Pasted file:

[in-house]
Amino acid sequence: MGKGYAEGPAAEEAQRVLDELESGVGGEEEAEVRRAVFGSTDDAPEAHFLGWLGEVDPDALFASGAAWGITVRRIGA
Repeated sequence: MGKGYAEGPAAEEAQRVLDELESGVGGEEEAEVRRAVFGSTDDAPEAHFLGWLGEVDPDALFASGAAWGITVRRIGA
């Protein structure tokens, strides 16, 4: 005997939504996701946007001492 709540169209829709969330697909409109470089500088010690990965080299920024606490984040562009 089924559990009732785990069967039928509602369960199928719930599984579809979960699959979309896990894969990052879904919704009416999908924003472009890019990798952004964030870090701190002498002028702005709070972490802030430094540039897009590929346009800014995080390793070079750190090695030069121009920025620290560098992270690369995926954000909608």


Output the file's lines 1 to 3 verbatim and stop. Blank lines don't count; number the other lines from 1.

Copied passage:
[in-house]
Amino acid sequence: MGKGYAEGPAAEEAQRVLDELESGVGGEEEAEVRRAVFGSTDDAPEAHFLGWLGEVDPDALFASGAAWGITVRRIGA
Repeated sequence: MGKGYAEGPAAEEAQRVLDELESGVGGEEEAEVRRAVFGSTDDAPEAHFLGWLGEVDPDALFASGAAWGITVRRIGA